Whether or not you have diabetes, physical activity is a very important part of a healthy lifestyle. Regular exercise can improve your mood and sleep quality, give you energy, and lower your risk for serious conditions. But many people aren’t sure exactly how much physical activity to get every day, or how hard the workouts should be. The good news is that more and more studies are showing the benefits of simple daily walks. Read on to find out more about the latest research into exercise for people who have type 2 diabetes.
Research recently published in the Journal of Diabetes and Metabolic Disorders looked at 102 people with type 2 diabetes to see if walking with a pedometer (a small machine that counts the number of steps you take) made their lives better. The participants were split up into three groups:
- Supervised walking with a pedometer
- Unsupervised walking with a pedometer
- No exercise
Both before and after the study, they all had to answer a survey with questions about their quality of life. It included questions about their self-confidence, how they felt about their appearance, and how optimistic they were.
The researchers looked at the survey answers from before and after the study. They found that, while any amount of walking improved the quality of life of participants with type 2 diabetes, the biggest result was seen in the first group. Being supervised may have helped them stick to the walking program, and using the pedometer may have motivated them to walk further and for longer periods of time.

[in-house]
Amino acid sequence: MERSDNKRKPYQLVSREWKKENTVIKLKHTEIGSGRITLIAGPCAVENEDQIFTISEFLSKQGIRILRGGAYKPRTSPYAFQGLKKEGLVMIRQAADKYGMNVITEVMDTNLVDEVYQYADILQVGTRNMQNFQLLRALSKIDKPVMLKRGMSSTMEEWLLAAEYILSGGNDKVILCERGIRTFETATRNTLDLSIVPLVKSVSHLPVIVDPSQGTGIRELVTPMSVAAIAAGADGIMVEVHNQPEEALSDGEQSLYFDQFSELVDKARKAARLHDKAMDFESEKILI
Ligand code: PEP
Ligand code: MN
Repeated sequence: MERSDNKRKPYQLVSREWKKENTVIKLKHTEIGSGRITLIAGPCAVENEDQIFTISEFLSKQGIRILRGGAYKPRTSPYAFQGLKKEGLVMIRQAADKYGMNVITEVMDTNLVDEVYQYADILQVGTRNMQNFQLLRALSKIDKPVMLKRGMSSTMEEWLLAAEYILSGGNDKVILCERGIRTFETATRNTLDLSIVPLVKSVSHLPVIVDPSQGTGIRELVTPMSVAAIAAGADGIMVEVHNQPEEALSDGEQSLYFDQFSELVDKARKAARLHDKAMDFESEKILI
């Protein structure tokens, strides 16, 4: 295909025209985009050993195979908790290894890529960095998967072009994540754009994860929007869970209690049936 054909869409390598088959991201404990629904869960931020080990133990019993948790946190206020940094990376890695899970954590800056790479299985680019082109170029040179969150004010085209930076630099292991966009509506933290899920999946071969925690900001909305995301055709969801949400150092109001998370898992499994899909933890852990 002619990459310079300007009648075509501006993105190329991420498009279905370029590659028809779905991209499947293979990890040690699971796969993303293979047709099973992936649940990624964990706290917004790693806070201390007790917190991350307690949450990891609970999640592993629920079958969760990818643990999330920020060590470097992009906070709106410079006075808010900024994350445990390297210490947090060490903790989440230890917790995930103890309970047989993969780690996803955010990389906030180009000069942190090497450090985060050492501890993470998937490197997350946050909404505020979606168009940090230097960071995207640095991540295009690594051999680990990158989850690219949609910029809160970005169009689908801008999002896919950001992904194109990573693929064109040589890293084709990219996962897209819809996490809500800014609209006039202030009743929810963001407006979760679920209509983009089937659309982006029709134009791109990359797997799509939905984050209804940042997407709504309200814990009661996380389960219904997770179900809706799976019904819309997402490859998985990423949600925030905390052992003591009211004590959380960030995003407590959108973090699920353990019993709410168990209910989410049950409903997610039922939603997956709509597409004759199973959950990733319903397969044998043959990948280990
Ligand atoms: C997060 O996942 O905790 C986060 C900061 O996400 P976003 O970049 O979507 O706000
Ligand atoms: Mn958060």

Though this study was small and did not last a long time (only 4 months), it showed similar results to other studies into physical activity. Whether or not you have type 2 diabetes, you can benefit from regular walking. Though heavy exercise can be helpful for controlling body weight and blood glucose levels, it isn’t always necessary.
If you have type 2 diabetes and do not get regular physical activity, you have the most to gain from walking. This is especially true if you use a pedometer to track your progress. You may feel better about the way you look, be more optimistic about the future, and have better moods from this simple daily exercise. To be sure that it’s safe for you to get more physical activity, make an appointment to see your healthcare provider before you start. For information about walking programs in your area, ask at your healthcare provider’s office or your city’s community center. Pedometers are widely available at pharmacies, grocery stores and online.